I read this statement in an article written by a marketing expert earlier. Of course, at one level it’s true…the last thing any business wants is the marketing department going wild with the corporate bank account.
But I see a lot of marketing commentary which goes along the lines of “once I know the budget, I’ll work out what I can do”. Every time I see that, I can’t help but feel everyone is missing the point.
After a trial run, perhaps, to make sure the numbers are robust, how much money would I give to a marketing department which is bringing in high quality leads which convert into customers on a reasonably predictable basis?
As much money as I had.
When your starting point is a budget, your results are always sub-optimal. As a business leader, your primary focus needs to be on outcomes.
Let’s imagine two companies operating in the same sector with broadly similar stats for their respective marketing campaigns. They both start off with a marketing budget of $1000 and ultimately sign up 100 customers on the back of that activity, ie the cost per customer is $10.
Company A spends their $1000 and stops. Company B spends another $1000 next month, then the same the month after, then the month after, and so on.
Which company is going to take a dominant position in that industry in pretty short order? Company B, of course.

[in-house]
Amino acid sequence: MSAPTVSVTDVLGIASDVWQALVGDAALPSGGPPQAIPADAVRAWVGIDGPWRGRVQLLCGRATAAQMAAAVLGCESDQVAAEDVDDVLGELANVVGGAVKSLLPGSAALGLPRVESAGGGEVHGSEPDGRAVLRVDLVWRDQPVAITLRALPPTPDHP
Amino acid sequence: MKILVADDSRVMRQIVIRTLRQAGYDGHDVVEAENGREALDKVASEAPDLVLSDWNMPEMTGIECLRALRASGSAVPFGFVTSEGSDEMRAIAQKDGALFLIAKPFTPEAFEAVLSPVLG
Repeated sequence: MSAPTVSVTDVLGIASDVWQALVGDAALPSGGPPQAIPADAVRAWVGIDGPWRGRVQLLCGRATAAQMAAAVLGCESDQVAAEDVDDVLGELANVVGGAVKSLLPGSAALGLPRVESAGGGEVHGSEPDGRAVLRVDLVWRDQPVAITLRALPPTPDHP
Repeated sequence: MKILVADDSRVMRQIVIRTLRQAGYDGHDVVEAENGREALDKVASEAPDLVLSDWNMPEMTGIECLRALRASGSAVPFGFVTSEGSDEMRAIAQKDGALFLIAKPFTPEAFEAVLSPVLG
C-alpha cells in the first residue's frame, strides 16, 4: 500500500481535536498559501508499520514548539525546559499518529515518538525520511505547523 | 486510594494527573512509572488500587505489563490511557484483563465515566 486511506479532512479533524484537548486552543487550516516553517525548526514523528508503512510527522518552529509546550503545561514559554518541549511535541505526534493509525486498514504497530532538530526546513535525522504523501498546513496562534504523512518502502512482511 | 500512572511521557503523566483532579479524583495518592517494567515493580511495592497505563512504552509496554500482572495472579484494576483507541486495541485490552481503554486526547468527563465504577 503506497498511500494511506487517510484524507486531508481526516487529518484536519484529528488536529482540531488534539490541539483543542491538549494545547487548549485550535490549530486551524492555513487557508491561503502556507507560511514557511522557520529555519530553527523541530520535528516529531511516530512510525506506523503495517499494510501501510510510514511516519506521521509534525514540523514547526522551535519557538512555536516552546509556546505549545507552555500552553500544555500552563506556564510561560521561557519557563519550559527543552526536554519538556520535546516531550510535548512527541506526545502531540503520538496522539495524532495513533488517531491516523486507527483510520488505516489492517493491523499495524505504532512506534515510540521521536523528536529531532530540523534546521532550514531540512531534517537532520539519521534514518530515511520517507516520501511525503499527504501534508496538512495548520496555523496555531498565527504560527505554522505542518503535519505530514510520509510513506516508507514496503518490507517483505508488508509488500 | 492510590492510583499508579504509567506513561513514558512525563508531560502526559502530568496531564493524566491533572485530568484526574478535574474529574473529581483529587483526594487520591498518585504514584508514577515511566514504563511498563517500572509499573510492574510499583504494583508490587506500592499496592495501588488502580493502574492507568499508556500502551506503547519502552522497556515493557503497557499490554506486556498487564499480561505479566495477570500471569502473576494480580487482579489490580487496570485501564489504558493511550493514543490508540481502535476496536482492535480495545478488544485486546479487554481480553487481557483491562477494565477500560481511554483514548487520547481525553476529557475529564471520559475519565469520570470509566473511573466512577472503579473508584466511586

What company A forgot was that the real business objective is “sign up as many customers as you can for $10 a time”, not “don’t spend more than $1000 on marketing”.
You might think this is a silly example, and of course it’s more complicated than this in real life. But this is the sort of decision businesses make every day. I’ve seen it more times than I care to remember.
If you want to build a better business you throw every penny you’ve got at a marketing campaign which brings in profitable customers. You don’t set arbitrary and artificial limits and then shut up shop when you reach them, pat yourself on the back, and head off to the pub for a celebratory drink.
Sure, if coasting along is your preferred management style, you might as well. But if you’re serious about growing your business, focus on outcomes instead.